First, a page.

The credulous master believed the report of his wife, and in his wrath cast Joseph into prison.

In this frame of mind, they seized upon the first opportunity to get rid of the one of whom they spoke as "the dreamer".

As they fed their father's flocks in Dothain (now Tell Dothain, about fifteen miles north of Sichem ), they saw from afar Joseph, who had been sent by Jacob to inquire about their welfare, coming to them, and they at once resolved to reduce to naught all his dreams of future greatness.

While thus bewailed as dead by his father, Joseph was sold into Egypt, and treated with the utmost consideration and the greatest confidence by his Egyptian master, to whom Gen., xxxvii, 36, gives the name of Putiphar ["He whom Ra (the sun-god) gave"] and whom it describes as Pharaoh's eunuch and as the captain of the royal body-guard (cf. Quick and trustworthy, Joseph soon became his master's personal attendant.

He was next entrusted with the superintendence of his master's house, a most extensive and responsible charge, such as was unusual in large Egyptian households.

Deeply impressed by the clear and plausible interpretation of his dreams, and recognizing in Joseph a wisdom more than human, the monarch entrusted to him the carrying out of the practical measure which he had suggested.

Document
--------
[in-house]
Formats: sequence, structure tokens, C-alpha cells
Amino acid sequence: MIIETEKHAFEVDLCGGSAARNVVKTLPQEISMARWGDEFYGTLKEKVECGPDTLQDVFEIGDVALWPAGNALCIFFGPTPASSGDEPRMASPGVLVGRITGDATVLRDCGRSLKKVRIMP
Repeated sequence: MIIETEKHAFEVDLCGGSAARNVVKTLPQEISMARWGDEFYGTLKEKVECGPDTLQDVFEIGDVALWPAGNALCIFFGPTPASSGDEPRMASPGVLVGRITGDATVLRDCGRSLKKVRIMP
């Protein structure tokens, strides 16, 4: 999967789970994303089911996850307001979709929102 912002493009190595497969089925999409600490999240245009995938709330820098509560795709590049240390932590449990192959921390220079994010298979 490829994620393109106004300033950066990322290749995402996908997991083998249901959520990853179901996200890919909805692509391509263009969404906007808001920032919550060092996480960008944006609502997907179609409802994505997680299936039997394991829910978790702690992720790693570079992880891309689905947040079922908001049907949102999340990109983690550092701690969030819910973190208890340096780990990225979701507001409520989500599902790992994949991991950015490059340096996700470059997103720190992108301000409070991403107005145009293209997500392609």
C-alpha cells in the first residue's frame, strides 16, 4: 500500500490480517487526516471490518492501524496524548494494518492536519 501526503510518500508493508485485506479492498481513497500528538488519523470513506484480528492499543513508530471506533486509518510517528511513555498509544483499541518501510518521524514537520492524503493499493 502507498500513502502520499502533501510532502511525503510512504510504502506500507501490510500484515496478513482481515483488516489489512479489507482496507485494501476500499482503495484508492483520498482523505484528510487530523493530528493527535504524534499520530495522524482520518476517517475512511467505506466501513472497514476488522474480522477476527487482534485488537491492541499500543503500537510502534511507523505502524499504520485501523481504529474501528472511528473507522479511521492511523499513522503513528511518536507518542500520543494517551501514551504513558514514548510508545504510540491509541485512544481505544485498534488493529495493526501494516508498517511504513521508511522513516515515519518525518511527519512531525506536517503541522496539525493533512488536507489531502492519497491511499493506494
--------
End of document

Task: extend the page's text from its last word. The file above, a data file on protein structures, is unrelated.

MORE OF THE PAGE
for this purpose he raised him to the rank of keeper of the royal seal, invested him with an authority second only to that of the throne, bestowed on him the Egyptian name of Zaphenath-paneah (" God spoke, and he came into life"), and gave him to wife Aseneth, the daughter of Putiphares, the priest of the great national sanctuary at On (or Heliopolis, seven miles north east of the modern Cairo).

To protect themselves they dipped Joseph's fine garment into the blood of a kid, and sent it to their father.

At the sight of this blood-stained garment, Jacob naturally believed that a wild beast had devoured his beloved son, and he gave himself up to the most intense grief (xxxvii, 12-35).

This occurrence naturally reminded the chief butler of Joseph's skill in interpreting dreams, and he mentioned to the king what had happened in his own case and in that of the chief baker.

Summoned before Pharaoh, Joseph declared that both dreams signified that seven years of plenty would immediately be followed by seven years of famine, and further suggested that one-fifth of he produce of the years of plenty be laid by as provision for the years of famine.

The eleventh son of Jacob, the firstborn of Rachel, and the immediate ancestor of the tribes of Manasses and Ephraim.